1. There are no official uses of commas other than after the ‘o’ in vocatives (and even that is lost before imperatives, when the two ‘o’s fuse). However, there is a courtesy move when certain kinds of ambiguity arise, about what modifies what. So, terminal prepositional phrases maybe. be set off with a comma if the preposition might be read as a modifier on the previous expression. The classic is ‘mi pana e sitelen tawa sina’. “I showed your movie” or “I gave you a picture” . The latter gets a complementary (welcome but not required) comma: ‘mi pana e sitelen, tawa sina’. Lope makes this comma required. Other cases arise with repeated ‘la’ phrases, which generally group right, but may be marked witha comma for left grouping, and complex ‘pi’ phrases, where it is unclear whether a third word goes with the phrase or over the whole preceding (which gets the comma).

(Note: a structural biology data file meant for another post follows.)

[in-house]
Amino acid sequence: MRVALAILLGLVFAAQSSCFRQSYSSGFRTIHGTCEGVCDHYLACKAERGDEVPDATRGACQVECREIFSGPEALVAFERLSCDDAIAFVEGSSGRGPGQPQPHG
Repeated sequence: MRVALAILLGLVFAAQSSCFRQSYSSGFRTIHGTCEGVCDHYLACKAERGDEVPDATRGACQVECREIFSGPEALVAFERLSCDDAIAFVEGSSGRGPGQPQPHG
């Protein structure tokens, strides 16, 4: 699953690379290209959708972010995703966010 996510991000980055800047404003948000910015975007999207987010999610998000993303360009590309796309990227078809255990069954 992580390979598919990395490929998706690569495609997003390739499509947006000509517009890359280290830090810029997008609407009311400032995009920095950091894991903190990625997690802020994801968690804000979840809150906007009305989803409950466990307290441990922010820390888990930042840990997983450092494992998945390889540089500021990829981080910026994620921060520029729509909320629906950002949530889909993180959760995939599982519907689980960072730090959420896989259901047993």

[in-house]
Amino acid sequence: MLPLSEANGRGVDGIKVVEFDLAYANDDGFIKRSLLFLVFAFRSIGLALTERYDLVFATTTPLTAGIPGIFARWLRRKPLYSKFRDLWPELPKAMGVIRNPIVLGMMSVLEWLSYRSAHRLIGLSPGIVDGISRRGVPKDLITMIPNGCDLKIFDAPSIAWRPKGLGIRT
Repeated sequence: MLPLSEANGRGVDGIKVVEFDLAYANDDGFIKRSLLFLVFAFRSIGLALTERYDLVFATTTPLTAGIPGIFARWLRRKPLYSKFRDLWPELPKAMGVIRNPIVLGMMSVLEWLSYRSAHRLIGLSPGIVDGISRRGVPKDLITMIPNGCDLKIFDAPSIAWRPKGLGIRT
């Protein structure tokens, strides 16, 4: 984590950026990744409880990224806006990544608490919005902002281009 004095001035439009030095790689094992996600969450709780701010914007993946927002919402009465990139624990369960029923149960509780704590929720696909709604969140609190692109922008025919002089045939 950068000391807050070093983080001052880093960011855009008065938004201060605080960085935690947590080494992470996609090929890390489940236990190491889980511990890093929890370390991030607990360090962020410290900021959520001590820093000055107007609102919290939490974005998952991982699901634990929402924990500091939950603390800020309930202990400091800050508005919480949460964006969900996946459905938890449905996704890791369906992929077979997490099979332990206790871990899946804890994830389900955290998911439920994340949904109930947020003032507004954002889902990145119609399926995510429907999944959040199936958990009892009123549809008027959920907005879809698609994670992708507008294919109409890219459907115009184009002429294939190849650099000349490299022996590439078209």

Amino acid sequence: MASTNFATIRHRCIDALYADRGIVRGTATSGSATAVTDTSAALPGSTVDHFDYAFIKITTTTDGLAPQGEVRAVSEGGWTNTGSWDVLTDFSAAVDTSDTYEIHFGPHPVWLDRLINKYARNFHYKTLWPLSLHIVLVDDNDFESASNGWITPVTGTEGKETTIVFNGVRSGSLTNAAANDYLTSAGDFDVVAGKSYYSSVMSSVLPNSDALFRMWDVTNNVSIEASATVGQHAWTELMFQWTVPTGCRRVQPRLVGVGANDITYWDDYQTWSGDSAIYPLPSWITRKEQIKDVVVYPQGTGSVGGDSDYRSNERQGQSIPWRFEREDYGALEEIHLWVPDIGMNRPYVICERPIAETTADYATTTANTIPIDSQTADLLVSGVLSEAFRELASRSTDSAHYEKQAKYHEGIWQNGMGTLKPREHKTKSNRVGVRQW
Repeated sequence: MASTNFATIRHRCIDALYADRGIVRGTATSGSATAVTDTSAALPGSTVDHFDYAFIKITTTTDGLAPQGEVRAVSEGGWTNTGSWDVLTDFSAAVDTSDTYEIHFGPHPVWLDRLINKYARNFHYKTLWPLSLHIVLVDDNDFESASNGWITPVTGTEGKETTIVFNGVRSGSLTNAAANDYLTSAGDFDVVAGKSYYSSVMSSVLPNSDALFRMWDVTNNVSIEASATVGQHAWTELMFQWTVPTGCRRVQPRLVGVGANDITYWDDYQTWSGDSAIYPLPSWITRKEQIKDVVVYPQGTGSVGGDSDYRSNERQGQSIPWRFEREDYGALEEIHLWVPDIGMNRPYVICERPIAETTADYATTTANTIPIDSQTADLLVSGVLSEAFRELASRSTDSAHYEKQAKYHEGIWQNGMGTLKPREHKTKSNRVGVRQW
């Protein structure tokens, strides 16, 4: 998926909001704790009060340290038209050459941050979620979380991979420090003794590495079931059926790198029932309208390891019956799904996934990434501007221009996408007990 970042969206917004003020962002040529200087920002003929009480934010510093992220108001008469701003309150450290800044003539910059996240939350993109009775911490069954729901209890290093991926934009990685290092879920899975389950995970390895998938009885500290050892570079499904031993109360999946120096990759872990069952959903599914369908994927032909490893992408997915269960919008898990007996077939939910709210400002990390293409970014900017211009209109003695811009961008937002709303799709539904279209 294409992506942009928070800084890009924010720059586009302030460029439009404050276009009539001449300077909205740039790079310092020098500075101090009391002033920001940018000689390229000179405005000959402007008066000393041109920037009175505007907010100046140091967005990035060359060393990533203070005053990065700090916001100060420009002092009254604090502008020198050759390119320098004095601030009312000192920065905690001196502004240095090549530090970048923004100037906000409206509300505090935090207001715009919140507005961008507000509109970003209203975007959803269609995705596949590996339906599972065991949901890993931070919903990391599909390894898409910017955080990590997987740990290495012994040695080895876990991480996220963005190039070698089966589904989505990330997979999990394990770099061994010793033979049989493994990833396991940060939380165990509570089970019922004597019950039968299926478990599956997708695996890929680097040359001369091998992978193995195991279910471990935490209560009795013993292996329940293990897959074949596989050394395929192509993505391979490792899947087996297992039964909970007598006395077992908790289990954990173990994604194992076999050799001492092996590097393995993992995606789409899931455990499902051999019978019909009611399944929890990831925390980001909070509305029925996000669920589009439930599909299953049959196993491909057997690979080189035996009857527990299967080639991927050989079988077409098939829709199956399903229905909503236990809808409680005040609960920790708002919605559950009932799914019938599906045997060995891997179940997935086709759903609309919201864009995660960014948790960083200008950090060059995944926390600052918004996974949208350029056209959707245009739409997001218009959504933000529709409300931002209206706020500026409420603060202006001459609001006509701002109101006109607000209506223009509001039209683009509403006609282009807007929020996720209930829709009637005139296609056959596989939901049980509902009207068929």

2. Inversions don’t work. The first part must be a phrase or declarative sentence, the second part a sentence. On the other hand, many phrases before la, especially time and place ones, have equivalent phrases with ‘lon’ at the end, So your example is just ‘mi wile moku lon tenpo ni’ (In fact, the ‘la’ phrases derive from the ‘lon’ ones, but that is for later discussion.)
3. Because tp is so compact, omissions are generally not allowed. So, your sentence reads “My name is like you” (There are all sorts of complications buried in this, but the general point stands.) In actual conversation, the rules are less strict, with omission of “obvious” material occurring frequently (I tend to omit ‘mi’ subjects, for example) but we don’t yet have a lot of material about converations, so sticky with full disclosure seems the safest route for now (but people will often understand anyhow).
4. tp doesn’t have subordinate clauses at all (except in ‘la’ phrases). It does use ‘ni:’ and separate sentences to do the work. ‘e ni:’ is particularly for indirect discourse, not relative clauses so much. Relative clauses just use ‘ni’ and a colon at the end of the matrix sentence. So your case is something like this: ‘mi lukin e sewi ni pi suli en pona lukin: mi kama tawa ona.’ (‘tan’ makes sense, too, and both open up a mess of other possible readings.)